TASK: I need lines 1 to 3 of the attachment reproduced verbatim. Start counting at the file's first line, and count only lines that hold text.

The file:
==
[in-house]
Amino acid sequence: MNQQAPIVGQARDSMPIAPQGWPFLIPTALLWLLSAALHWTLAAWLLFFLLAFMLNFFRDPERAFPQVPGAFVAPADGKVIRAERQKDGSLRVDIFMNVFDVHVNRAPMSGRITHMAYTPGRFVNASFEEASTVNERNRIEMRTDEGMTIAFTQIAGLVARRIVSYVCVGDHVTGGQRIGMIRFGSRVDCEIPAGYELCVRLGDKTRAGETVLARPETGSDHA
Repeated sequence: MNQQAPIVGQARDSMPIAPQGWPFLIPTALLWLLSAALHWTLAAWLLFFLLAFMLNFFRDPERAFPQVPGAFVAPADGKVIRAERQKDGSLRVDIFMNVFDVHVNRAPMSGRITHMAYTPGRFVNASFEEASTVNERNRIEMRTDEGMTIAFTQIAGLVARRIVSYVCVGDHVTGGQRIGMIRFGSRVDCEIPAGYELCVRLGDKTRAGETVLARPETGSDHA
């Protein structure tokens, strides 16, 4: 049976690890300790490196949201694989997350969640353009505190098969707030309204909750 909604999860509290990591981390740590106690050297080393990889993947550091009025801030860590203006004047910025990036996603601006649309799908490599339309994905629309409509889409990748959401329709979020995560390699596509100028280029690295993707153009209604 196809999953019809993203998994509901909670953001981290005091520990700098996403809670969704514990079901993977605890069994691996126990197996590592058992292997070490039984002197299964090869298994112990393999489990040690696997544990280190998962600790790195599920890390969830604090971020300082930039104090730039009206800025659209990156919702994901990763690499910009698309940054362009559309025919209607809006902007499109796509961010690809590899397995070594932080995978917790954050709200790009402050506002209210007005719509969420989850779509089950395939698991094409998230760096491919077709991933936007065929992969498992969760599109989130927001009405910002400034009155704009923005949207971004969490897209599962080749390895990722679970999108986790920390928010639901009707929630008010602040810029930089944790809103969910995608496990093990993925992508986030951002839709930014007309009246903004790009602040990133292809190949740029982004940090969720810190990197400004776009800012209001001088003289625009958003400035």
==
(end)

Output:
[in-house]
Amino acid sequence: MNQQAPIVGQARDSMPIAPQGWPFLIPTALLWLLSAALHWTLAAWLLFFLLAFMLNFFRDPERAFPQVPGAFVAPADGKVIRAERQKDGSLRVDIFMNVFDVHVNRAPMSGRITHMAYTPGRFVNASFEEASTVNERNRIEMRTDEGMTIAFTQIAGLVARRIVSYVCVGDHVTGGQRIGMIRFGSRVDCEIPAGYELCVRLGDKTRAGETVLARPETGSDHA
Repeated sequence: MNQQAPIVGQARDSMPIAPQGWPFLIPTALLWLLSAALHWTLAAWLLFFLLAFMLNFFRDPERAFPQVPGAFVAPADGKVIRAERQKDGSLRVDIFMNVFDVHVNRAPMSGRITHMAYTPGRFVNASFEEASTVNERNRIEMRTDEGMTIAFTQIAGLVARRIVSYVCVGDHVTGGQRIGMIRFGSRVDCEIPAGYELCVRLGDKTRAGETVLARPETGSDHA